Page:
Running can place up to 3 times your body weight of force on the body. Because of this extremely high demand, having a strong core is important. The core muscles include the diaphragm, transverse abdominus, rectus abdominus, obliques, pelvic floor, and multifidus. These muscles provide stability to the trunk when the arms and legs are being used, as well as through an axial load (which occurs during running). A strong core to absorb all of the force described above with running is critical to prevent injuries. Below you will find a complete core workout to help encourage core strength to help prevent injuries.
The wait is finally over; after nine months of doctor appointments and nursery decorating, your baby has arrived! Keep in mind, that it’s still an ongoing process after giving birth, and along the journey of pregnancy, your body has encountered many changes. You may find it difficult to return to your prior activity levels or experience new problems related to your pelvic floor. This blog will discuss how new moms can benefit from physical therapy to address any concerns after having their baby.
The pelvic floor, also known as the “hammock” of your core, is very important to keep strong and mobile. It provides support for the pelvic organs, including the bladder, uterus and rectum in the female pelvis. In the male pelvis, the pelvic floor supports the bladder and rectum.
The pelvic floor is made up of a series of muscles at the base of the pelvis. These muscles contract to help support your organs during daily activities, as well as relax to allow you to go to the bathroom. When these muscles aren’t functioning properly, you may start experiencing symptoms such as pain or incontinence. This is where physical therapy can help.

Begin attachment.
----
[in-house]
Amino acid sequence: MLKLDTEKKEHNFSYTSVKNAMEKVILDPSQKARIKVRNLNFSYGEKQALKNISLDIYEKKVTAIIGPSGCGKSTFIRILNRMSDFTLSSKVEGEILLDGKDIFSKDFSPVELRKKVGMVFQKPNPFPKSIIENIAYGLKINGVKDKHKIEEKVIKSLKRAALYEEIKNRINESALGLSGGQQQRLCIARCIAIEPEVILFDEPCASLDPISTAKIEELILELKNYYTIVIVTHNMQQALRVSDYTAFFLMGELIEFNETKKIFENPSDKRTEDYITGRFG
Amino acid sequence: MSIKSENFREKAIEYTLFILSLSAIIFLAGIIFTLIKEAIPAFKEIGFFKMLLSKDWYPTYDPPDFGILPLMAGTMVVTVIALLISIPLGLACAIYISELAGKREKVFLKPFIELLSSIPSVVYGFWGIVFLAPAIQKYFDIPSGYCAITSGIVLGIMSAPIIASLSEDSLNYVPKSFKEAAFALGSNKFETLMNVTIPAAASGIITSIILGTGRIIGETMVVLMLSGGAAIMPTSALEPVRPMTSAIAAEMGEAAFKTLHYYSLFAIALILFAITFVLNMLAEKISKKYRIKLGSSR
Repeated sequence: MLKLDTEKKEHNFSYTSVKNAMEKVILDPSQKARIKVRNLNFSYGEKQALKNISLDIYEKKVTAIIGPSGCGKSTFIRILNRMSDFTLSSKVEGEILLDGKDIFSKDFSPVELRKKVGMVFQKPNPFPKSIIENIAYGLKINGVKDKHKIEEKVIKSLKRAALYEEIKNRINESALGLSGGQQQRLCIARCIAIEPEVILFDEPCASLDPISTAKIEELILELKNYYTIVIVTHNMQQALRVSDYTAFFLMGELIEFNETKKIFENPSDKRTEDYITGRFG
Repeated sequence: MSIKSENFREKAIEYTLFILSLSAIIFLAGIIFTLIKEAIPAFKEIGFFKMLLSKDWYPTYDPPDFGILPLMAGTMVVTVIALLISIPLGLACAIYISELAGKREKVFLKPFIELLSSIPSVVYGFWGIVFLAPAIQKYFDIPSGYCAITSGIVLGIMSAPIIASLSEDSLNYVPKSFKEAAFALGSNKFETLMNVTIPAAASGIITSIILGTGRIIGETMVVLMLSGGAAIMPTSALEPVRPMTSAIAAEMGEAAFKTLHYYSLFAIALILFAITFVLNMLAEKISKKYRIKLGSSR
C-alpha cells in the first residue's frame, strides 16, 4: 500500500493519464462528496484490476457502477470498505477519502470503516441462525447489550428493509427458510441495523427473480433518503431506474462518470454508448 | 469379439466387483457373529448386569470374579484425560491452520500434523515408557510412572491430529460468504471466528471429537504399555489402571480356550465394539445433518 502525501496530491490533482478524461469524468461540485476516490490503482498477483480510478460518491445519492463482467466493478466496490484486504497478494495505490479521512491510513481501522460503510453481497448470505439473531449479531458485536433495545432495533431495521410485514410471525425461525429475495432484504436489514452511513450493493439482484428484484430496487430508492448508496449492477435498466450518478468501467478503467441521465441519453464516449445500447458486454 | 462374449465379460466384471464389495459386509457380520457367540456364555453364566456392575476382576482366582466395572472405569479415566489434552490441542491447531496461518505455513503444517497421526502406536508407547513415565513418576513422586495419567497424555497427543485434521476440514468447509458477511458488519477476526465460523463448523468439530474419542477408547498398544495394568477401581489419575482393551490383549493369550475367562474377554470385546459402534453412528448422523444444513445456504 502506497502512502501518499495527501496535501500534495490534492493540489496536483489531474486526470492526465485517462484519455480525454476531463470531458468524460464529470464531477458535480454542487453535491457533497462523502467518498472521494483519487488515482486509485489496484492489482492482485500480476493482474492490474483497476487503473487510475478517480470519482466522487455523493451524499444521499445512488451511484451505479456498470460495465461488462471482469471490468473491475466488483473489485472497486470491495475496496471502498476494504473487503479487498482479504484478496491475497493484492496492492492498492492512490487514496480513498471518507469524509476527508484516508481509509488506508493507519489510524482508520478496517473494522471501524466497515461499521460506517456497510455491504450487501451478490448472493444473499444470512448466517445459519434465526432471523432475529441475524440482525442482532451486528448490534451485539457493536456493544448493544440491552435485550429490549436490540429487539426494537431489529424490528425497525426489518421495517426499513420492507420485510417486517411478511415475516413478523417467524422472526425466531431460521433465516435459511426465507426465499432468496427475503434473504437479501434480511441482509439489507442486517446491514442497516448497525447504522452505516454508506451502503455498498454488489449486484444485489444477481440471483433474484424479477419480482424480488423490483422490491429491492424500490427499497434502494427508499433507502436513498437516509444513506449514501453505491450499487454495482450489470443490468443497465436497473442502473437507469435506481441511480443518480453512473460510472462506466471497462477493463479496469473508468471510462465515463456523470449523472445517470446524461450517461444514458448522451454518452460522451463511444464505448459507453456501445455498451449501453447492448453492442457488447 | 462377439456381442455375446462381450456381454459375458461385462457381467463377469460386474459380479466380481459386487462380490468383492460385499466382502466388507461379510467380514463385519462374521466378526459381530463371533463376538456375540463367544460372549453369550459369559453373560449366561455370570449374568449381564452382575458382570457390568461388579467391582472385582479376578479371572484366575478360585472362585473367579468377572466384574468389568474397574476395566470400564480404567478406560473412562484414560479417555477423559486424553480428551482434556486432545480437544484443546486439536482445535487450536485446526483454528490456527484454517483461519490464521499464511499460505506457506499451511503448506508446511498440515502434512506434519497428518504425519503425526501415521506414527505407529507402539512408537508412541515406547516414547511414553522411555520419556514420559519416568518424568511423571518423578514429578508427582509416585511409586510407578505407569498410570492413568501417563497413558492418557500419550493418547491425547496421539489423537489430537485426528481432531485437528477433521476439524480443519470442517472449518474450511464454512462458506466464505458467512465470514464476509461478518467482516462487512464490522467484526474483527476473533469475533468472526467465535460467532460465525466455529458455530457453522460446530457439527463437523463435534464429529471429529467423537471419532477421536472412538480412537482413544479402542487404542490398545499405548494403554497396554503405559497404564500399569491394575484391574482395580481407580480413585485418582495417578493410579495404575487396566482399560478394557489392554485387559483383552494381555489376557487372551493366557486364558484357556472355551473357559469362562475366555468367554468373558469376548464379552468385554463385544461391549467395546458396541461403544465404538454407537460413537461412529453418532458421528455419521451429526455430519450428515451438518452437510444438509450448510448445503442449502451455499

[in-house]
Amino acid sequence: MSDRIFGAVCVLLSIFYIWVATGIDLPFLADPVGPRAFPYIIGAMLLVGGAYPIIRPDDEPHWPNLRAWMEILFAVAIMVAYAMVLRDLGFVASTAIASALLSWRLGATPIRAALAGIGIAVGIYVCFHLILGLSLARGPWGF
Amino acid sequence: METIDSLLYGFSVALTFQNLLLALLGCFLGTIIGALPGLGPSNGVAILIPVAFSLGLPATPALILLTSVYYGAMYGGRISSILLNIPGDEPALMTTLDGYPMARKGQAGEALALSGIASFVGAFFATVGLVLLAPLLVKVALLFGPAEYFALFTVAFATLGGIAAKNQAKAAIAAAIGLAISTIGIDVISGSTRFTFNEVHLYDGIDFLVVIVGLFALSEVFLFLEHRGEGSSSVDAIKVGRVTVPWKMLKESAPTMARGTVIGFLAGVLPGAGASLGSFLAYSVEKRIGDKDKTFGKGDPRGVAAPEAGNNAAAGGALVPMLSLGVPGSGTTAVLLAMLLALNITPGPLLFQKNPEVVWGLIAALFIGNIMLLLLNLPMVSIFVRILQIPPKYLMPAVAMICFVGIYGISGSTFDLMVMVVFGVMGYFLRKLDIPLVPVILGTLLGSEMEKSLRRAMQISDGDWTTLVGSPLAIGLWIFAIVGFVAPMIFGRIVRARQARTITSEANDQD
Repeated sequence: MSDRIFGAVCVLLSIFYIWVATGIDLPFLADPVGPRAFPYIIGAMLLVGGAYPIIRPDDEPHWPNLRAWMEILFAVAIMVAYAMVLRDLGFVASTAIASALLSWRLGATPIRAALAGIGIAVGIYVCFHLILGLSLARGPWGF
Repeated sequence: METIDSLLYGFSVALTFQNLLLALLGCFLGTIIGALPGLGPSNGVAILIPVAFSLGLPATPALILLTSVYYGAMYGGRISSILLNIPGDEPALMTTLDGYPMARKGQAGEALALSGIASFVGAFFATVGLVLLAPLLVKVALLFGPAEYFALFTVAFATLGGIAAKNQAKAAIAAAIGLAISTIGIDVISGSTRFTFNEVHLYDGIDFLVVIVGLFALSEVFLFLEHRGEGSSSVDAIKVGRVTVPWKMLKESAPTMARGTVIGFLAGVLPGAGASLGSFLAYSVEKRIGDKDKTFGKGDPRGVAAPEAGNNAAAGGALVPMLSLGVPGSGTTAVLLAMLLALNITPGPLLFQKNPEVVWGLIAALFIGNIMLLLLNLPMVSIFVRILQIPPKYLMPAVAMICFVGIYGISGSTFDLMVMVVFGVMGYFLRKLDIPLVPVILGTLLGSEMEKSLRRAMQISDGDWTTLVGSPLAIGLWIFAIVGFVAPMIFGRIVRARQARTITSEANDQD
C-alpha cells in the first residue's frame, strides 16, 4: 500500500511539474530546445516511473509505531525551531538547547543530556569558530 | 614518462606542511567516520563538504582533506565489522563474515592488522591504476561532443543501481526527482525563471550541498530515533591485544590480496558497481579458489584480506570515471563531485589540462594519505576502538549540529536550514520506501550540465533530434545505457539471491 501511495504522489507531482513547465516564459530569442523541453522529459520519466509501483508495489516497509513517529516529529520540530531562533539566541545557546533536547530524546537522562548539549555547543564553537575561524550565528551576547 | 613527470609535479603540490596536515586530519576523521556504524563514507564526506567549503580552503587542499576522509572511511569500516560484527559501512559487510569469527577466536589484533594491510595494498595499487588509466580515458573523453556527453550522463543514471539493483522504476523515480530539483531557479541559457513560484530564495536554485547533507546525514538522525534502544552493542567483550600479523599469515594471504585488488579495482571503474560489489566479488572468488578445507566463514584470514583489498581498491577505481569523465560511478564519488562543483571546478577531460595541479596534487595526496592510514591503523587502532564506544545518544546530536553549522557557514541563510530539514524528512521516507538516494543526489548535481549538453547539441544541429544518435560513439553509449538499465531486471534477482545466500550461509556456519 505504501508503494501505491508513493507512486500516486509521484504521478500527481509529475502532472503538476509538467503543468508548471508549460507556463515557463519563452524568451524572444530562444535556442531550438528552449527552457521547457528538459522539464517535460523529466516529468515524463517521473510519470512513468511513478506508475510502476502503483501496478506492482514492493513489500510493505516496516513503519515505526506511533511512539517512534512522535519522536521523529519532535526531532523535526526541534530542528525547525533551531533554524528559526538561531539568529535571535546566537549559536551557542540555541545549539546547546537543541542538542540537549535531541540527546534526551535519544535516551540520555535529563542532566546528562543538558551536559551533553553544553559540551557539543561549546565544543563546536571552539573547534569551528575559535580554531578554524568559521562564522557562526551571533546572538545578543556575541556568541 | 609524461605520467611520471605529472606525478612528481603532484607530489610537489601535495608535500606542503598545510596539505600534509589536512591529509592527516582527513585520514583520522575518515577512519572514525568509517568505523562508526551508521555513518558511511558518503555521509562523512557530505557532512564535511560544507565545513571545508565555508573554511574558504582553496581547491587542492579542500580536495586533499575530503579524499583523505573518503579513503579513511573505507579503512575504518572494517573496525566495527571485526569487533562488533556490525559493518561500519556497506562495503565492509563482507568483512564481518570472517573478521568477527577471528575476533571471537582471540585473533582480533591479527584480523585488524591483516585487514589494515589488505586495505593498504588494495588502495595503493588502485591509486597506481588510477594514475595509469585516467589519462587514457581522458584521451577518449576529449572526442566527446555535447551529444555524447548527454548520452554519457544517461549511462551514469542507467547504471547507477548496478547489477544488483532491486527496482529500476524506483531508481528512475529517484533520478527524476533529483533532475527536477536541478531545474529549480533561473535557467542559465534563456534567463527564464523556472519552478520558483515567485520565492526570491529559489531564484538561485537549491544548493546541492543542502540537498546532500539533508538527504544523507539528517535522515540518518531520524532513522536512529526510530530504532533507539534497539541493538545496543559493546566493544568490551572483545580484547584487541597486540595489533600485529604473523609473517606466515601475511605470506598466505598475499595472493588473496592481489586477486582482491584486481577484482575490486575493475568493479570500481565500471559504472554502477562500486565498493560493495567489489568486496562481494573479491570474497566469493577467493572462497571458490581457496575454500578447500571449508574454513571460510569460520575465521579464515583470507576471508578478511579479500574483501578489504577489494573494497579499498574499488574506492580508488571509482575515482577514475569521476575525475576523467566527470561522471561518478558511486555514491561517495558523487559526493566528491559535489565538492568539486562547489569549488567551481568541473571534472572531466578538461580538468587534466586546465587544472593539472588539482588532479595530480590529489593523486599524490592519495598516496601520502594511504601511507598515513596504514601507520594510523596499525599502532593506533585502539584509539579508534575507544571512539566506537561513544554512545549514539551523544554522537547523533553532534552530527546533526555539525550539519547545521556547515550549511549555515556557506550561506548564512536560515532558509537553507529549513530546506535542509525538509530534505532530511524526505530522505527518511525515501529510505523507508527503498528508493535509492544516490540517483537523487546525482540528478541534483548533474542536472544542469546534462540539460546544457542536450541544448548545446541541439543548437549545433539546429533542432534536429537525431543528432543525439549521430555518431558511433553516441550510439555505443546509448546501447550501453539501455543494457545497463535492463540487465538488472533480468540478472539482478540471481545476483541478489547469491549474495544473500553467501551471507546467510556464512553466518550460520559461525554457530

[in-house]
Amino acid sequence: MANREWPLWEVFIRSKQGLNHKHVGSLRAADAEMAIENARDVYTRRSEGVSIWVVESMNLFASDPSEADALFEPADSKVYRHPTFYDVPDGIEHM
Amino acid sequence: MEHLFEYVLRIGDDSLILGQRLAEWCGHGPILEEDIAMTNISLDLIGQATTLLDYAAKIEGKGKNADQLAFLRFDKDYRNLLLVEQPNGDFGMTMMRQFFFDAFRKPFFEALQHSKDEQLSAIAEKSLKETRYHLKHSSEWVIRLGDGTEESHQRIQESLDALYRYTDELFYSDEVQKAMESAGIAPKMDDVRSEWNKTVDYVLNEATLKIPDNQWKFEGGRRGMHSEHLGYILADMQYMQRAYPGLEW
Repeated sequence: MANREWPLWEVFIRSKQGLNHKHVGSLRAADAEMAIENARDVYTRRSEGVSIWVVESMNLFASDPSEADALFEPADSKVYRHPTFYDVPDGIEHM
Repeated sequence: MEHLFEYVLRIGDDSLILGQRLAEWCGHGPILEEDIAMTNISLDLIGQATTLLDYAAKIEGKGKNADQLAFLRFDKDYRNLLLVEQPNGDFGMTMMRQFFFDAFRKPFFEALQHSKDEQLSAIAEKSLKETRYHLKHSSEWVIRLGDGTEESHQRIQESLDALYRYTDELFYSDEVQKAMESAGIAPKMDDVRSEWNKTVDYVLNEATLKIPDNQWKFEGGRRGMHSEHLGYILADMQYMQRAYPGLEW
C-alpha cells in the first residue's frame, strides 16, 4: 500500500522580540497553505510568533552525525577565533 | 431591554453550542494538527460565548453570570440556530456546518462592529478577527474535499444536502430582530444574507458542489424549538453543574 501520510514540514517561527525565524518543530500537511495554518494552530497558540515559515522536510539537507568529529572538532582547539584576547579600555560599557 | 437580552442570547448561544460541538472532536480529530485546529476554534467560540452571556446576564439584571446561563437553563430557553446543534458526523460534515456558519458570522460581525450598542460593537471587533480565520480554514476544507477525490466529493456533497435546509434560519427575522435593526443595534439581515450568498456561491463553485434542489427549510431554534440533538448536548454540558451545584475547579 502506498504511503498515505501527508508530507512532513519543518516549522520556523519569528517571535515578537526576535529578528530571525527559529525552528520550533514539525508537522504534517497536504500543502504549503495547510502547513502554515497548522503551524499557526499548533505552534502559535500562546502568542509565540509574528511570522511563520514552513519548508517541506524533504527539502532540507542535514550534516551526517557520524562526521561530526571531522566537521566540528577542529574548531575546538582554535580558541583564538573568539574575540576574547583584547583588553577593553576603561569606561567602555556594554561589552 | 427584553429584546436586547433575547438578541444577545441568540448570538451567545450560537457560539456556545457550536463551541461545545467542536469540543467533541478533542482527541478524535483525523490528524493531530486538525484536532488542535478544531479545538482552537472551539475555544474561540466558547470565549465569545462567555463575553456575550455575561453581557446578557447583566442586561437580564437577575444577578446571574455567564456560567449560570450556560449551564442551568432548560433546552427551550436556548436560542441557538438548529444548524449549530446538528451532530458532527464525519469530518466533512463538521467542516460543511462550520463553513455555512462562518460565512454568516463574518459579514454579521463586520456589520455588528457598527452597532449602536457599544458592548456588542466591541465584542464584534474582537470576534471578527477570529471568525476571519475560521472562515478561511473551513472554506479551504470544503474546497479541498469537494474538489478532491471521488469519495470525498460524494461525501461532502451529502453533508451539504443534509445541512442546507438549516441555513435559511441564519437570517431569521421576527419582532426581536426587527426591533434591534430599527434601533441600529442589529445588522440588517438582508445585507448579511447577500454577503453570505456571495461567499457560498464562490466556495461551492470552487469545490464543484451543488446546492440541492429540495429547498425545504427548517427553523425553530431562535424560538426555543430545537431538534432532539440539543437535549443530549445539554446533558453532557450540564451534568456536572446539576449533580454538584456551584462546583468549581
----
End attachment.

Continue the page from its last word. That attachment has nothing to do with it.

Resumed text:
At a recent patient evaluation, I read a prescription that stated the patient needed physical therapy for his “pubic floor.” I asked the patient if he meant pelvic floor and he confirmed that was what his wife had told him. This basically sums up how we as men view our pelvic floor, we are not cognizant it exists.
Your doctor is talking to you about recent pain you’ve experienced and suggests it come from your pelvic floor. What is the pelvic floor? Do I have one? Why is it there? Should I be concerned about my pelvic floor pain? Let’s discuss this often unknown area, and give you a better idea of what is going on in your pelvic floor. (more…)